Entropion

Entropion

Entropion is where the upper or lower eyelids turn inwards and eyelashes rub on the cornea (clear surface of the eye) causing pain and irritation. Over time, corneal ulcers (open sores) and eye infections develop. If left untreated, entropion can cause scarring and even blindness.

The lower eyelid of this dog has entropion meaning that the eyelid is rolling inwards and the hairs are contacting the surface of the eye

Causes of entropion

Hereditary (passed from parents to puppies) - breeds more likely to develop entropion often have lots of skin folds around their eyes. They include:

Staffordshire bull terriers, Pugs, Shar Peis, Bulldogs, Clumber spaniels, Cocker spaniels, Springer spaniels, Labrador retrievers, Shih Tzus, Bassett hounds, Golden retrievers.

Puppies with hereditary entropion usually have symptoms by the time they’re a year old, often much younger. Usually both eyes are affected.

Secondary to conjunctivitis (eye infection) or other painful conditions. Pain can cause eyelids to spasm (muscles squeeze tightly) leading to inwards turning eyelids. Some conditions cause the eyeball to sink back into the socket changing the shape of the dog’s eye which leads to entropion.

Age – your dog’s skin may start to sag as they get older (just like ours!) causing more skin folds around their eyes.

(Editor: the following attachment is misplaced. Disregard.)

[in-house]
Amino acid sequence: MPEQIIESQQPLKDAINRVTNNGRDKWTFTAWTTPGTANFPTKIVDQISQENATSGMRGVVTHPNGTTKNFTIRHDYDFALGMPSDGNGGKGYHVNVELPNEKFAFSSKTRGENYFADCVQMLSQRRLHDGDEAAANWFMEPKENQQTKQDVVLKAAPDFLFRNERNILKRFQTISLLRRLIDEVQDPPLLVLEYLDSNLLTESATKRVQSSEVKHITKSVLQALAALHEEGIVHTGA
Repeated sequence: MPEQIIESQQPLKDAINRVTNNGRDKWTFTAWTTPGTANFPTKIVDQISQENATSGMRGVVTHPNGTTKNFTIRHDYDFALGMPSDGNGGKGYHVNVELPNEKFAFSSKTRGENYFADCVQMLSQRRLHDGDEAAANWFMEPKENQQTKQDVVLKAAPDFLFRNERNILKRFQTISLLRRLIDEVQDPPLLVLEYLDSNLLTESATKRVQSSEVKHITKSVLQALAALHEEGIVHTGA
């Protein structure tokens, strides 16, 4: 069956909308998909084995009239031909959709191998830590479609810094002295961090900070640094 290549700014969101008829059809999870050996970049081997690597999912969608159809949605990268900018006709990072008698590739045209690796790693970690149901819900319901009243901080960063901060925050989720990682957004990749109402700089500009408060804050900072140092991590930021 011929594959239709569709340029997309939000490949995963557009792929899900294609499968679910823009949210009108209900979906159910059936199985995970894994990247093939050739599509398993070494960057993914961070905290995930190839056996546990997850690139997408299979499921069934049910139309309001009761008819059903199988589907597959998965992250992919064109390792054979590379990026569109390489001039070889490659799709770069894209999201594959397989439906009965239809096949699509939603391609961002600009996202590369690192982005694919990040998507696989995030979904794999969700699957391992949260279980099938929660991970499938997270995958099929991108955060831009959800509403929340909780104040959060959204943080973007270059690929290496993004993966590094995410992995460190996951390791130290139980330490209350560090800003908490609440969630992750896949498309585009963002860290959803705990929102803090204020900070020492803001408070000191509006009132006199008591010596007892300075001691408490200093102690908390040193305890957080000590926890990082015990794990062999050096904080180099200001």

Signs and diagnosis of entropion

Entropion is painful; your dog may squint and blink or even keep their eye closed. Often you’ll notice a sticky or watery discharge from the eye. In an attempt to relieve their pain, your dog might rub their face on the ground or along furniture.

Diagnosing entropion

Your vet will diagnose entropion by assessing the conformation (shape) of your dog’s eyelids. They can check for corneal ulceration and other causes of eye irritation such as eyelash problems and foreign bodies (e.g. grass seeds).

What treatment is available?

Your dog will need surgery once they reach their adult head-size (usually around a year old). If your puppy has severe entropion causing corneal ulceration, we may need to carry out a procedure sooner.

We can work with your vet and plan how to best manage your dog’s entropion. Your dog might need pain relief and eye creams in the time leading up to their surgery.

What does the surgery involve?

We’ll admit your dog on the morning of surgery then carry out a full

health check to make sure they’re well enough for the operation.

Your dog will have a general anaesthetic (be fully asleep) while we carry out the surgery. Our nurses carefully monitor your dog throughout and while they recover.

Most dogs with entropion need their eyelids shortening and everting (turning outwards) but we tailor the procedure for your dog’s individual need.

After surgery, your dog will have small wounds below the eyelids. We don’t need to remove these stitches as they dissolve on their own.

Your dog will need to wear a buster collar at all times for 10 days to prevent him/her scratching and rubbing the wounds. We’ll arrange follow up appointments to check your dog’s progress.

What about cats?

Hereditary entropion is less common in cats. Cats with eye pain or elderly cats who have lost weight can also develop entropion.

Just as for dogs, entropion causes severe pain and can lead to corneal ulceration. Most cats with entropion need corrective surgery. At Focus, we have feline-friendly facilities to make sure your cat’s stay with us is as stress-free as possible.

If you’d like to find out how Focus can help treat your pet’s entropion, please ask your vet to get in touch with us.